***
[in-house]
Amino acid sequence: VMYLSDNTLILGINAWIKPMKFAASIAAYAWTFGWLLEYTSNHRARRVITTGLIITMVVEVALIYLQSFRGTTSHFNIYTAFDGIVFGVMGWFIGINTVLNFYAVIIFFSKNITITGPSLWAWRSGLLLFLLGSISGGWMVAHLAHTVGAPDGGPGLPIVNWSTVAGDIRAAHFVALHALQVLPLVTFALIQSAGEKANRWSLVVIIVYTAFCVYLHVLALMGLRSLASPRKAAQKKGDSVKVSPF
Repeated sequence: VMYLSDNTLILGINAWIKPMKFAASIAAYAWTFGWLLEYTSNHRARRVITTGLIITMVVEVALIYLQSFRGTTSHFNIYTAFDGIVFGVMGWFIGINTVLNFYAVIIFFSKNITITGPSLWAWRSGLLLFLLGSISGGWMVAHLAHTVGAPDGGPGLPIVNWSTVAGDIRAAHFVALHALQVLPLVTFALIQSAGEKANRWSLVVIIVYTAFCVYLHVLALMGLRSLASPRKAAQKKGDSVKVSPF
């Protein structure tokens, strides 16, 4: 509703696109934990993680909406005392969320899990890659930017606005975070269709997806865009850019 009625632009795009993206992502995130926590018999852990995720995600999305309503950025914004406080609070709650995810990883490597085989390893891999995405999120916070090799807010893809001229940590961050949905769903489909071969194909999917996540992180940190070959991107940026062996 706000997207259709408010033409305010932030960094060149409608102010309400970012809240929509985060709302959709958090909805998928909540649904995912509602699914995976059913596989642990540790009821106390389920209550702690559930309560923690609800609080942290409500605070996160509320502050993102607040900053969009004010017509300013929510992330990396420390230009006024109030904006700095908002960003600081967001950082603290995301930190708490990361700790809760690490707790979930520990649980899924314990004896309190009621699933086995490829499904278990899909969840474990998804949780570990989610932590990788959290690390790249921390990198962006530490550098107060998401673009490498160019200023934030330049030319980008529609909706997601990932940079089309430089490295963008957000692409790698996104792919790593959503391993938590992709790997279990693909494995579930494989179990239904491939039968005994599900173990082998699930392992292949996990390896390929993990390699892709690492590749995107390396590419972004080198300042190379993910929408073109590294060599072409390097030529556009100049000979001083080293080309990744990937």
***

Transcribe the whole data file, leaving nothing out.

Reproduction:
[in-house]
Amino acid sequence: VMYLSDNTLILGINAWIKPMKFAASIAAYAWTFGWLLEYTSNHRARRVITTGLIITMVVEVALIYLQSFRGTTSHFNIYTAFDGIVFGVMGWFIGINTVLNFYAVIIFFSKNITITGPSLWAWRSGLLLFLLGSISGGWMVAHLAHTVGAPDGGPGLPIVNWSTVAGDIRAAHFVALHALQVLPLVTFALIQSAGEKANRWSLVVIIVYTAFCVYLHVLALMGLRSLASPRKAAQKKGDSVKVSPF
Repeated sequence: VMYLSDNTLILGINAWIKPMKFAASIAAYAWTFGWLLEYTSNHRARRVITTGLIITMVVEVALIYLQSFRGTTSHFNIYTAFDGIVFGVMGWFIGINTVLNFYAVIIFFSKNITITGPSLWAWRSGLLLFLLGSISGGWMVAHLAHTVGAPDGGPGLPIVNWSTVAGDIRAAHFVALHALQVLPLVTFALIQSAGEKANRWSLVVIIVYTAFCVYLHVLALMGLRSLASPRKAAQKKGDSVKVSPF
């Protein structure tokens, strides 16, 4: 509703696109934990993680909406005392969320899990890659930017606005975070269709997806865009850019 009625632009795009993206992502995130926590018999852990995720995600999305309503950025914004406080609070709650995810990883490597085989390893891999995405999120916070090799807010893809001229940590961050949905769903489909071969194909999917996540992180940190070959991107940026062996 706000997207259709408010033409305010932030960094060149409608102010309400970012809240929509985060709302959709958090909805998928909540649904995912509602699914995976059913596989642990540790009821106390389920209550702690559930309560923690609800609080942290409500605070996160509320502050993102607040900053969009004010017509300013929510992330990396420390230009006024109030904006700095908002960003600081967001950082603290995301930190708490990361700790809760690490707790979930520990649980899924314990004896309190009621699933086995490829499904278990899909969840474990998804949780570990989610932590990788959290690390790249921390990198962006530490550098107060998401673009490498160019200023934030330049030319980008529609909706997601990932940079089309430089490295963008957000692409790698996104792919790593959503391993938590992709790997279990693909494995579930494989179990239904491939039968005994599900173990082998699930392992292949996990390896390929993990390699892709690492590749995107390396590419972004080198300042190379993910929408073109590294060599072409390097030529556009100049000979001083080293080309990744990937």